In the case of Memphis v. Looney, 68 Tenn. (9 Baxt.) 130, this court held that taxes assessed by a municipality for the public benefit stand like taxes assessed by the state and quoted approvingly the following rule laid down by Dillon in his Law of Municipal Corporations:

"Municipal corporations, as we have seen, have in some respects a double character--one public, the other (by way of distinction) private. As respects property not held for the public use or upon public trusts, and as respects contracts and rights of a private nature, there is no reason why such corporations should not fall within limitation statutes and be affected by them. For example, in an action on a contract or for a tort, a municipal corporation may plead or have pleaded against it the statute of limitations. But such corporation does not own and cannot alien public streets or places, and no laches on its part or on that of its officers can defeat the right of the public thereto."

Substantially the same rule is laid down by other text authorities, except when such writers approve a rule applying statutes of limitations to municipal corporations and not extending the principle of sovereignty in this respect to political subdivisions of the state. McQuillin Municipal Corporations, § 2489; 17 Ruling Case Law pp. 973, 974; 37 Corpus Juris pp. 715, 716.

We are content to adhere to the rule approved in Memphis v. Looney, supra, and to apply it in the present case. The general statutes of limitations contain a provision (section 8579 of the Code) that the statutes of limitations "do not apply to actions brought by the State of Tennessee, unless otherwise expressly provided." The enumerations of exceptions to a general statutory provision exclude by necessary implication all other exceptions. National Life & Accident Ins. Co. v. Dempster, 168 Tenn. 446, 454, 79 S.W.2d 564; Evans v. McCabe,

164 Tenn. 672, 679, 52 S.W.2d 159, 617; Burns v. City of Nashville, 132 Tenn. 429, 178 S.W. 1053; Lewis' Sutherland Statutory Construction, § 494. Clearly, municipalities are not excepted from our statutes of limitations and their claim to exemption therefrom must rest upon the exercise by them of a sovereign function in the matter involved.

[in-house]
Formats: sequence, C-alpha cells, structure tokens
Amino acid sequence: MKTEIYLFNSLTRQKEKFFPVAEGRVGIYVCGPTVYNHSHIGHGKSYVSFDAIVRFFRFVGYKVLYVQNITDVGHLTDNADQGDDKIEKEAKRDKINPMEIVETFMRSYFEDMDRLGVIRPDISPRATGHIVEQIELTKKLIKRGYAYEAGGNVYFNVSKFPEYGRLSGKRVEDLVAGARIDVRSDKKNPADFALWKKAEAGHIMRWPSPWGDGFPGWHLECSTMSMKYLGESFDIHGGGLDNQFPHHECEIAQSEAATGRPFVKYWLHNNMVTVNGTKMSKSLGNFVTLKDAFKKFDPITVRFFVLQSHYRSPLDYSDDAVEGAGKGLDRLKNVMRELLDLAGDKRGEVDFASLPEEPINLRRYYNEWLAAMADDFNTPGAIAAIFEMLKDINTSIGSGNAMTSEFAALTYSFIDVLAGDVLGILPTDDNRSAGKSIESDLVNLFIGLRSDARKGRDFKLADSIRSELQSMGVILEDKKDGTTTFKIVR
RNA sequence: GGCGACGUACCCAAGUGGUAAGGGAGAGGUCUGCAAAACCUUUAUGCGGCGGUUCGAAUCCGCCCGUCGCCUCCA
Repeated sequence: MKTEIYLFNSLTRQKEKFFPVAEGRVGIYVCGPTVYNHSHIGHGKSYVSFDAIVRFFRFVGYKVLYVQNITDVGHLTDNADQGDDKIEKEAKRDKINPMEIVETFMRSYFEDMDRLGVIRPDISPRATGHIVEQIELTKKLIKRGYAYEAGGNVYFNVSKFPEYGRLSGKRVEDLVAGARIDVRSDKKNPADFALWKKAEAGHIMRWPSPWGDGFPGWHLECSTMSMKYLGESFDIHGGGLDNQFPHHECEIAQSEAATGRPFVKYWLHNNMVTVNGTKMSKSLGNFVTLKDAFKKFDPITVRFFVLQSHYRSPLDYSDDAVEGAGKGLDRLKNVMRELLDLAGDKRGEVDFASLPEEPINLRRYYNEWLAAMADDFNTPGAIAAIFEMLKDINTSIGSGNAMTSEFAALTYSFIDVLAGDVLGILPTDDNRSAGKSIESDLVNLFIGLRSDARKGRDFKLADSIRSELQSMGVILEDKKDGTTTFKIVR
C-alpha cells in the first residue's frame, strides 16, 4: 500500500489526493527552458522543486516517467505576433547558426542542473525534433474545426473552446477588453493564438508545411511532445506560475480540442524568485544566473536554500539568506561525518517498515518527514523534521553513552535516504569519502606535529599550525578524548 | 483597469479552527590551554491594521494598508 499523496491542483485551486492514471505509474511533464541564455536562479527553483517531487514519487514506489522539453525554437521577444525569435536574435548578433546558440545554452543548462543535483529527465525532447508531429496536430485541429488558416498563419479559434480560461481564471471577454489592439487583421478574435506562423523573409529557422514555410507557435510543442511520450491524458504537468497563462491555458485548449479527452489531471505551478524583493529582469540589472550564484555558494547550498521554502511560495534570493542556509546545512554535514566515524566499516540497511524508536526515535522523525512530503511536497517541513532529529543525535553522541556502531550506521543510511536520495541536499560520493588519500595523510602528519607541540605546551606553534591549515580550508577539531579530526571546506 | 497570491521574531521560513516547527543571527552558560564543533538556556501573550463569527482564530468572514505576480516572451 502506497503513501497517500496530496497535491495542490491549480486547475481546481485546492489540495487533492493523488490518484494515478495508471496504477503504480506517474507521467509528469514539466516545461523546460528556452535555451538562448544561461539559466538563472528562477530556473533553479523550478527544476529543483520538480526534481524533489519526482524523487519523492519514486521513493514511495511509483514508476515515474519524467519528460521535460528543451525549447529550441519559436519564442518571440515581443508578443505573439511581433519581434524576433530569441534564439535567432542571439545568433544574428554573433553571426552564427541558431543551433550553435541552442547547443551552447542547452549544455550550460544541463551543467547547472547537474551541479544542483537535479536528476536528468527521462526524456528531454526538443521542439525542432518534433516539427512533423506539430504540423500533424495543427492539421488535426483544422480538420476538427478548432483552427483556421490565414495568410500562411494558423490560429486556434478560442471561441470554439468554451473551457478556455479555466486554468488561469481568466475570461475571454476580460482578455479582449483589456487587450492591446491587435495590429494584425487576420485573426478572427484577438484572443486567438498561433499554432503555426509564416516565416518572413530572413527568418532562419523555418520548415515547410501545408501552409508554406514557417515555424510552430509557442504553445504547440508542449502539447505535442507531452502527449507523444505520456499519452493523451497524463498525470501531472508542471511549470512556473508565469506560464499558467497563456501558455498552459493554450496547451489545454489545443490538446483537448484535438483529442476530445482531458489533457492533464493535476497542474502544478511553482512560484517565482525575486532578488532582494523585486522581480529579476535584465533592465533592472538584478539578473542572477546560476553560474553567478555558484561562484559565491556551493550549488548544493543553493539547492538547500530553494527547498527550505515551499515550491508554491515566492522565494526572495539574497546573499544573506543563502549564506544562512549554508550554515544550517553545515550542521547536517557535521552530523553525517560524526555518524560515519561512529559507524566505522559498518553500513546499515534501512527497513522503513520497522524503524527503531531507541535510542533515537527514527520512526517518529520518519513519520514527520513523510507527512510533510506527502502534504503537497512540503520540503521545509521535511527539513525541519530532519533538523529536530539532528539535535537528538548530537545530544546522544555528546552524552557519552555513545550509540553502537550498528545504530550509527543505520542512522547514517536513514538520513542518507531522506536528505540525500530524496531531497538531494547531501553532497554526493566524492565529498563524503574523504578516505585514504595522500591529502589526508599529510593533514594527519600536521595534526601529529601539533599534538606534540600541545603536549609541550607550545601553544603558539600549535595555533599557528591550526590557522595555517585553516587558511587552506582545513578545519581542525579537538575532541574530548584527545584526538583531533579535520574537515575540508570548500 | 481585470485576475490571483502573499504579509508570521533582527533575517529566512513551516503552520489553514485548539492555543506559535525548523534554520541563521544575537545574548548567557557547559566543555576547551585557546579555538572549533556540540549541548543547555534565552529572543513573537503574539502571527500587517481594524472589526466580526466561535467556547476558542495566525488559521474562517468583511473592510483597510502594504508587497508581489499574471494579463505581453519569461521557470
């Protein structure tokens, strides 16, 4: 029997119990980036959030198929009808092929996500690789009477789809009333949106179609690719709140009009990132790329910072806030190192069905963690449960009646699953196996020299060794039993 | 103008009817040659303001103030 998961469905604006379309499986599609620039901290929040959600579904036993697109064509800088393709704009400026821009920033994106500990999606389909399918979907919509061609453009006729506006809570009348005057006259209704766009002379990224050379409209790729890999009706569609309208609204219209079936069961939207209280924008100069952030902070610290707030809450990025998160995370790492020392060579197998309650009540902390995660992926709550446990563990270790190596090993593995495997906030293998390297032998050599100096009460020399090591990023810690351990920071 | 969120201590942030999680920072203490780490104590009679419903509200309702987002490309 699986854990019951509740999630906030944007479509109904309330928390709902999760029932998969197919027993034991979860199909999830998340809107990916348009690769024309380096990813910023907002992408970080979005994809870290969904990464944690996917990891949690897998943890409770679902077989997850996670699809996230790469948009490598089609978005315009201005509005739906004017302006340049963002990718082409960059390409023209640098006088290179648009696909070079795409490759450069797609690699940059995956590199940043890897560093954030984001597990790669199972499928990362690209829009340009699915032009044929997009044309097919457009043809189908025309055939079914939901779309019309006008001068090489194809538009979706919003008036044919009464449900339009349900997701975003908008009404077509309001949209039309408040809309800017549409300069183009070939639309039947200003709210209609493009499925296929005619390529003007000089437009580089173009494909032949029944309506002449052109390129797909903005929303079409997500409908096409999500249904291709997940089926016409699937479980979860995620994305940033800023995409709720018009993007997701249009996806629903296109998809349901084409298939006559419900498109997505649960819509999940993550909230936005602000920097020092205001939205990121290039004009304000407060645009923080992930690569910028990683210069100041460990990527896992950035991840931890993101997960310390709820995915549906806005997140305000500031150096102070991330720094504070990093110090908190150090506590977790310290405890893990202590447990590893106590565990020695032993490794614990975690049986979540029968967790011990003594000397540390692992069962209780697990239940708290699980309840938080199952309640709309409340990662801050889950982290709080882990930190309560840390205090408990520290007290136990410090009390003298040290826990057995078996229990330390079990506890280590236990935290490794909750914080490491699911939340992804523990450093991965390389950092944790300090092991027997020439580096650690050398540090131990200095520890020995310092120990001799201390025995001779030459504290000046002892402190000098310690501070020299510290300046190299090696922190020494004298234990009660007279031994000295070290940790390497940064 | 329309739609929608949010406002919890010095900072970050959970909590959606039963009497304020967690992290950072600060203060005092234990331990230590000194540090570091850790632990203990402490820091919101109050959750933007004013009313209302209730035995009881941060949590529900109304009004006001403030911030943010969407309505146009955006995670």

This court has held that special assessments while in the nature of taxation are not taxes within the meaning of article 2, section 28, of the Constitution [ Arnold v. Knoxville, 115 Tenn. 195, 90 S.W. 469, 3 L.R.A. (N.S.) 837, 5 Ann.Cas. 881]; that special assessments are not taxes within the meaning of the statute barring the collection of taxes after six years [City of Knoxville v. Lee, 159 Tenn. 619, 21 S.W.2d 628]; and that ordinary remedies for the collection of taxes are not available for the enforcement of special assessments [City of South Fulton v. Parker, 160 Tenn. 634, 28 S.W.2d 639].

We have very recently held that the obligation to keep and maintain its streets is one cast upon a municipality in its corporate capacity and that in the performance of this obligation it does not act as a governmental agency of the state which created it. Shepherd v. City of Chattanooga, 168 Tenn. 153, 155, 76 S.W.2d 322.

From these holdings, we think the conclusion necessarily follows that in the enforcement of its lien for special assessments a city is asserting a right in its corporate capacity, so that it may have pleaded against it the statutes of limitations. Such right is, of course, not strictly contractual, but a special assessment levied, as this one was, under a statute requiring the request of two-thirds of the property owners in a district and thereafter requiring the approval of the city is analogous to a contractual right of the municipality which, under the rule of Judge Dillon, falls within the statutes of limitations.

Opinions of this court relied upon by counsel for the city are not inconsistent with the conclusion we have reached.

Sims v. Chattanooga, 70 Tenn. (2 Lea) 694, held that the statute of limitations will not run against the right of a municipal corporation to remove obstructions from its public streets. The authorities are generally agreed that the title to public streets which have not been abandoned cannot be acquired by adverse possession and that in asserting title to public property a municipality is acting as a governmental agency of the state. Hence, Sims v. Chattanooga is consistent with the rule laid down by Judge Dillon and heretofore approved by this court.

Elliott v. Williamson, 79 Tenn. (11 Lea) 38, held that the general statute of limitations is no defense to the enforcement of its taxes by a municipality. Obviously, in levying and collecting taxes, a municipality is asserting a prerogative of sovereignty. Its taxes are no more barred by a general statute of...